Olympic Medalist Vladimir Morozov Announces Retirement From Professional Swimming

Russian Olympic medalist Vladimir Morozov announced his retirement from professional swimming at age 31 in a recent interview with Match TV.

The former world record holder said “really wanted to swim at least to Paris,” but “factors that I could not control intervened.”

Morozov hasn’t competed since the 2021 Short Course Championships, where he placed 17th in the 50 freestyle (21.54) while also helping Russia set a meet record in the 200 medley relay. Russian and Belarusian swimmers were banned from international competition a couple months later after the Ukrainian invasion took place in February of 2022. Morozov indicated World Aquatics recently granted him neutral status, but said that now “it’s a bit late.”

“I always had a goal to swim before the Games in Los Angeles,” Morozov said. “When you are young, when there are results, it seems that it will always be like this. But first there was Covid, then other events, because of which our athletes are not allowed. And age has made it clear that everything is good, we need to call it a day. I really wanted to swim at least to Paris, although the results in 2020 and 2021 were average, far from the level at which I am used to performing. Well, then it was not just my decision—factors that I could not control intervened.”

Morozov moved from Siberia to Los Angeles at 14 years old and made a name for himself at Torrance High. As a senior, the 6-foot-1 sprint specialist took down national high school records in the SCY 50 free (19.43) and 100 free (42.87).

Morozov stayed nearby for his college career at USC, breaking school records in the 50 free and 100 free as a freshman en route to Pac-10 Newcomer of the Year honors. He placed 2nd in the 50 free behind Cal’s Nathan Adrian at the 2011 Pac-10 Championships before claiming the Trojans’ first 50 free crown since 1996 the following season. As a junior at the 2013 NCAA Championships, Morozov swept national titles in the 50 free and 100 free while also becoming the first swimmer ever to clock a sub-18 second 50 free split with a time of 17.86 on the third leg of USC’s 200 free relay. He turned pro after the meet, forgoing his final year of collegiate eligibility.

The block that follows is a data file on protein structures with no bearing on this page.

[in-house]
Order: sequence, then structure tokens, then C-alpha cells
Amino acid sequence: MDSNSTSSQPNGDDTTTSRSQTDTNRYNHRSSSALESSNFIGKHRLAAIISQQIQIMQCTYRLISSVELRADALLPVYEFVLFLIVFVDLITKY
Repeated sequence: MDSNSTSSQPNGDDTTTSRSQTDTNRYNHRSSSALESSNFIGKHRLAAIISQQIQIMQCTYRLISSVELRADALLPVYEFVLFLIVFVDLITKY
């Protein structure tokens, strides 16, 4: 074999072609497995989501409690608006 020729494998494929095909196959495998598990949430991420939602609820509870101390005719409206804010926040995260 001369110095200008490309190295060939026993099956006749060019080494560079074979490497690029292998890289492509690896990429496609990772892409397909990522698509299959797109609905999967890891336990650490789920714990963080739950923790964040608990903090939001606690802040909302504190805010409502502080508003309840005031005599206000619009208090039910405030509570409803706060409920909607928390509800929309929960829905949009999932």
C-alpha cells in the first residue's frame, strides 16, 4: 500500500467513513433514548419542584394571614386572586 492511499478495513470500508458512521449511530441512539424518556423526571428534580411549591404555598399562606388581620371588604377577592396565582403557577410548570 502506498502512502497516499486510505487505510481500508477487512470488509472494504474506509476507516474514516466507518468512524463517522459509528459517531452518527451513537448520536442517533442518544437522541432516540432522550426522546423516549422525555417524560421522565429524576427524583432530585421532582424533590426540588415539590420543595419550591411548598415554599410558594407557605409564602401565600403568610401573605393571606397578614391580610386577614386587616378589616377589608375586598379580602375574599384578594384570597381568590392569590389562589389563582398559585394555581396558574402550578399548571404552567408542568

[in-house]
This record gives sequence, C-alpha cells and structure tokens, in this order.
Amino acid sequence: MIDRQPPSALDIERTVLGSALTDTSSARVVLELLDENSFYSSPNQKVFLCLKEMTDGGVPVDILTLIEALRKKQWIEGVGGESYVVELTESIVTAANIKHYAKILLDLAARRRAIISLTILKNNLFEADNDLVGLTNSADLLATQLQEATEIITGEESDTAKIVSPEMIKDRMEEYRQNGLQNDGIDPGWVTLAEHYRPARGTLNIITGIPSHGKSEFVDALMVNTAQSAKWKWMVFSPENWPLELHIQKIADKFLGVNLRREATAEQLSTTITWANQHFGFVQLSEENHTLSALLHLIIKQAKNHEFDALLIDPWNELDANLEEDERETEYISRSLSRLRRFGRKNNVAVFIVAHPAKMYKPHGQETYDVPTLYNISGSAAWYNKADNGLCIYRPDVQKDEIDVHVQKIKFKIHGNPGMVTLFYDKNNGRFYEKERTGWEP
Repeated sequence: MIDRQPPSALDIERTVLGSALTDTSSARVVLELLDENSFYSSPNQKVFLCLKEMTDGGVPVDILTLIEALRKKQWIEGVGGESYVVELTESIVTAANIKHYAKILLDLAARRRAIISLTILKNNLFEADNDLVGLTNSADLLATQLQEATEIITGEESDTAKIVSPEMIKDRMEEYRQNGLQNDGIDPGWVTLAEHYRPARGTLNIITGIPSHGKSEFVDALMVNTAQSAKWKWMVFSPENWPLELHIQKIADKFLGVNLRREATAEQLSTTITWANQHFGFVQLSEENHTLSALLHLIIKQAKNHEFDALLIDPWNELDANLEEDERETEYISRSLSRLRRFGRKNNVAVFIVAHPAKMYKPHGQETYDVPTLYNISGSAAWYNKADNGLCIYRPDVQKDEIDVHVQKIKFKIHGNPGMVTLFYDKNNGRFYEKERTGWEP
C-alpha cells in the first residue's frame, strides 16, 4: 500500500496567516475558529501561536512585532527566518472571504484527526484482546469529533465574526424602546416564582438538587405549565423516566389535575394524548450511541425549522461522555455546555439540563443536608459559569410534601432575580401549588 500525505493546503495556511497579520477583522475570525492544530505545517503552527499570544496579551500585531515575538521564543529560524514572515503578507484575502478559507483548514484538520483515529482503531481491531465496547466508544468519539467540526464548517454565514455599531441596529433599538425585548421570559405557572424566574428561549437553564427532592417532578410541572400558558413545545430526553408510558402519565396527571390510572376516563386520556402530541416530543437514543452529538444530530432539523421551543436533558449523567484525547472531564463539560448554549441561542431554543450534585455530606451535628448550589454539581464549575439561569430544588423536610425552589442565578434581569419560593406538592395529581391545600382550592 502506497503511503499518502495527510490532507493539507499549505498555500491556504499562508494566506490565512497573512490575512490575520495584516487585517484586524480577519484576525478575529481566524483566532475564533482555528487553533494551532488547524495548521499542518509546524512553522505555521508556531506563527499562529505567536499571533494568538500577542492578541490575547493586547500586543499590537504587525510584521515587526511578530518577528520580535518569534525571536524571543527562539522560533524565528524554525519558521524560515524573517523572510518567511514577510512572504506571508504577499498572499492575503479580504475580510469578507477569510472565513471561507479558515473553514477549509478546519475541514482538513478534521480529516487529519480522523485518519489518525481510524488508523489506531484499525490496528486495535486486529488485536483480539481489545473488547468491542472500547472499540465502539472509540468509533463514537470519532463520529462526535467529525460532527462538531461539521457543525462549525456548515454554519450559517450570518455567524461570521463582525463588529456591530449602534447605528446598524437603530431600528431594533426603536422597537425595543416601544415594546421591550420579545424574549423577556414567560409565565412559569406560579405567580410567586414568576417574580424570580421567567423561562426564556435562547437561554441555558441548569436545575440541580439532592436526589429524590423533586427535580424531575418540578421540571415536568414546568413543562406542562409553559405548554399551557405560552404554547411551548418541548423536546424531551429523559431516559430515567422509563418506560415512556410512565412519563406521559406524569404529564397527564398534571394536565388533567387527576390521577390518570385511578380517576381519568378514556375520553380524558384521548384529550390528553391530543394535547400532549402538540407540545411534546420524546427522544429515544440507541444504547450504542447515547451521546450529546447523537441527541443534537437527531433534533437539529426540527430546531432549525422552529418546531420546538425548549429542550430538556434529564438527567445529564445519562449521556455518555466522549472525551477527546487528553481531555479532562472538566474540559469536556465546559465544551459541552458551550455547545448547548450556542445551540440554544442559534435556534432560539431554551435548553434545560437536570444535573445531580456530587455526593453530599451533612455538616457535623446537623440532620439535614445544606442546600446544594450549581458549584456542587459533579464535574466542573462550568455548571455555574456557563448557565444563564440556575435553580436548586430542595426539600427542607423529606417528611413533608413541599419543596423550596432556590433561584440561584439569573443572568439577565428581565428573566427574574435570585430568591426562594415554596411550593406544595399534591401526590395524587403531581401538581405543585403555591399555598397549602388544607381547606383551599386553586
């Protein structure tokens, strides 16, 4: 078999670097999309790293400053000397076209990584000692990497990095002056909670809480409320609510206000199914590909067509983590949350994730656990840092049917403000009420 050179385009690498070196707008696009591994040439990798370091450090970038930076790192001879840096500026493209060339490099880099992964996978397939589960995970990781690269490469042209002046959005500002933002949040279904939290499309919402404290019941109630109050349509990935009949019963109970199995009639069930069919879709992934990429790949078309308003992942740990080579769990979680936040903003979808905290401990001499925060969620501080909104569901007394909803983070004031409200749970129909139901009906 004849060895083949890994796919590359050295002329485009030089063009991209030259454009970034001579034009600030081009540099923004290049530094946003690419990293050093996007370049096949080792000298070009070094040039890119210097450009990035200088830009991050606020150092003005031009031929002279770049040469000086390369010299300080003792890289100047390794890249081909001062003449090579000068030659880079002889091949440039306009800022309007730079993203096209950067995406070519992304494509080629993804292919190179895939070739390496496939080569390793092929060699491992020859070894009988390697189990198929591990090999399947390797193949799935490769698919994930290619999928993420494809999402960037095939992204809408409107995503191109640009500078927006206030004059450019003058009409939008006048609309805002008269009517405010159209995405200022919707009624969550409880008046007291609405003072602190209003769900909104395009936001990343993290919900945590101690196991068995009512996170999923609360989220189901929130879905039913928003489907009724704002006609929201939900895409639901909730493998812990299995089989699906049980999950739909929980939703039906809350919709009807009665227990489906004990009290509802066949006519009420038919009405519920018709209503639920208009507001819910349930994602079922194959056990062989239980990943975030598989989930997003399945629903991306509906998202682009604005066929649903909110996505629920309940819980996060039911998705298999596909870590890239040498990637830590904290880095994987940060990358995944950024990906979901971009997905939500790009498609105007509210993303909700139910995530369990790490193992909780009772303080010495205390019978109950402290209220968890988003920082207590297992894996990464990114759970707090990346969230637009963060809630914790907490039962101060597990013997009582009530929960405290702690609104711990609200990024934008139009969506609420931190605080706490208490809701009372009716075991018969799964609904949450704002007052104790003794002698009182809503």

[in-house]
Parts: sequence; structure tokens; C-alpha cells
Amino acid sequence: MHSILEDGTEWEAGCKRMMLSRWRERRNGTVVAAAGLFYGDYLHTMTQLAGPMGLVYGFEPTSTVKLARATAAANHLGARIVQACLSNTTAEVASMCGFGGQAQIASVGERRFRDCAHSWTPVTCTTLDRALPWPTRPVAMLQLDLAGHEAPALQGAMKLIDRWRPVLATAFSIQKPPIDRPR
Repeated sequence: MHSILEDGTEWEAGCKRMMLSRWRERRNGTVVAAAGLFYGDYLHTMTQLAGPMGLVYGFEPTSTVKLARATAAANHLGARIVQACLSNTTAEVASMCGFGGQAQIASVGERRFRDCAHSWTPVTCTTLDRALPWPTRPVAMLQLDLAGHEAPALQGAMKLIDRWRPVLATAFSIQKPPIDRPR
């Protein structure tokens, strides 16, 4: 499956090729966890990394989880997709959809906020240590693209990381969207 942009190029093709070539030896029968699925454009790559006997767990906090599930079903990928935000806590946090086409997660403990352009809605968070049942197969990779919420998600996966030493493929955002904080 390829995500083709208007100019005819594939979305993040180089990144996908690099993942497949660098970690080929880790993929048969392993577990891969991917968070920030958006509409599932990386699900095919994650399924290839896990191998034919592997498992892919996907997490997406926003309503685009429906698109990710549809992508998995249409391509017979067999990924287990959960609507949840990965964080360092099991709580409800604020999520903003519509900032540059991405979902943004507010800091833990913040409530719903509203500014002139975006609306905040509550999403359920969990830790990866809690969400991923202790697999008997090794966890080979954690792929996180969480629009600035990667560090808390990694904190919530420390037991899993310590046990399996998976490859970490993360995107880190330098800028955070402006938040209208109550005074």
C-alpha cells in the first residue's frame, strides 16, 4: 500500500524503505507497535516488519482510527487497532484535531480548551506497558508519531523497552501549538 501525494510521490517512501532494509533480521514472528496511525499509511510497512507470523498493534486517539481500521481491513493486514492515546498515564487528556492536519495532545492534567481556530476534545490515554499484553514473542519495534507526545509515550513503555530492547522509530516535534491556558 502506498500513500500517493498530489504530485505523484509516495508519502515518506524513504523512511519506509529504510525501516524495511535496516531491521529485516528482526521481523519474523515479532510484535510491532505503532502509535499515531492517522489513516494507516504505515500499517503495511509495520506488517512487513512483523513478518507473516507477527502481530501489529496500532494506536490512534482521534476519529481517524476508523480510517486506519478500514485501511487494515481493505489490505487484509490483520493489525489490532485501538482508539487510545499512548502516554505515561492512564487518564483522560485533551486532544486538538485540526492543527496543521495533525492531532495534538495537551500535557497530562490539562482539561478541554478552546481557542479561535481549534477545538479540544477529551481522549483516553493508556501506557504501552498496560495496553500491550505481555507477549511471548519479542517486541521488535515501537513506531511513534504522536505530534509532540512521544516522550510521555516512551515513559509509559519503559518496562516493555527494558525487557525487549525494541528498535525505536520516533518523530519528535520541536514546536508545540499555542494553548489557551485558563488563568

At the London 2012 Olympics, Morozov split 47.85 on the third leg of Russia’s 400 free relay as the quartet captured a bronze medal in 3:11.41. He followed up that performance with his first world titles later that year in the SCM 50 free (20.55) and 100 free (45.65), beating Olympic champion Florent Manaudou along the way. At the 2013 World Championships, Morozov earned a runner-up finish in the 50 free (21.47) behind world record holder Cesar Cielo — his only individual LCM Worlds medal.

Morozov’s career wasn’t without controversy. His name appeared on a World Anti-Doping Agency (WADA) report of “disappearing positives,” but his ban was later lifted just in time to compete at the Rio 2016 Olympics, where Russians were booed by the Estadio Aquatico Olympico crowd. Their 400 free relay missed the podium with a 4th-place finish.

Morozov broke his first world record right after the Rio 2016 Olympics at the 2016 World Cup stop in Chartres, France, blazing a 50.60 100 IM to erase Markus Deibler‘s standard of 50.66 from the books. He lowered his record by a few tenths the next week at the World Cup stop in Berlin with a personal-best 50.30. Morozov capped off his year with seven medals (five golds) at the 2016 Short Course World Championships.

Morozov lowered his 100 IM world record to 50.26 during the 2018 World Cup Series, hitting that time twice at the September stop in Eindhoven and the November stop in Tokyo. That record stood for two years until Caeleb Dressel broke it during the 2020 ISL season. Morozov spent the 2019 season with Team Iron before joining the Tokyo Frog Kings in 2020.